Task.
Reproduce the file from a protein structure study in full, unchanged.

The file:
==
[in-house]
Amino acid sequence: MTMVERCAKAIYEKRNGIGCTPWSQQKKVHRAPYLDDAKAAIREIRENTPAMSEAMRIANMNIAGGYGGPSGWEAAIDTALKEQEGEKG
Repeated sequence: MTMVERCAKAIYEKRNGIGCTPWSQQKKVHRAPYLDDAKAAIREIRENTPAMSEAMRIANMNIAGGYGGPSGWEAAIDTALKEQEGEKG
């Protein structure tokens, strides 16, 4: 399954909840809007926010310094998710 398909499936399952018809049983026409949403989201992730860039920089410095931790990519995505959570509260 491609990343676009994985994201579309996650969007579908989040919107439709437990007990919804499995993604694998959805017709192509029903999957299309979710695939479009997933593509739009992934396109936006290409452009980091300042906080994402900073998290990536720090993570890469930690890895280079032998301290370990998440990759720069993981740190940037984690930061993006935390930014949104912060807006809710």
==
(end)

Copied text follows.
[in-house]
Amino acid sequence: MTMVERCAKAIYEKRNGIGCTPWSQQKKVHRAPYLDDAKAAIREIRENTPAMSEAMRIANMNIAGGYGGPSGWEAAIDTALKEQEGEKG
Repeated sequence: MTMVERCAKAIYEKRNGIGCTPWSQQKKVHRAPYLDDAKAAIREIRENTPAMSEAMRIANMNIAGGYGGPSGWEAAIDTALKEQEGEKG
């Protein structure tokens, strides 16, 4: 399954909840809007926010310094998710 398909499936399952018809049983026409949403989201992730860039920089410095931790990519995505959570509260 491609990343676009994985994201579309996650969007579908989040919107439709437990007990919804499995993604694998959805017709192509029903999957299309979710695939479009997933593509739009992934396109936006290409452009980091300042906080994402900073998290990536720090993570890469930690890895280079032998301290370990998440990759720069993981740190940037984690930061993006935390930014949104912060807006809710």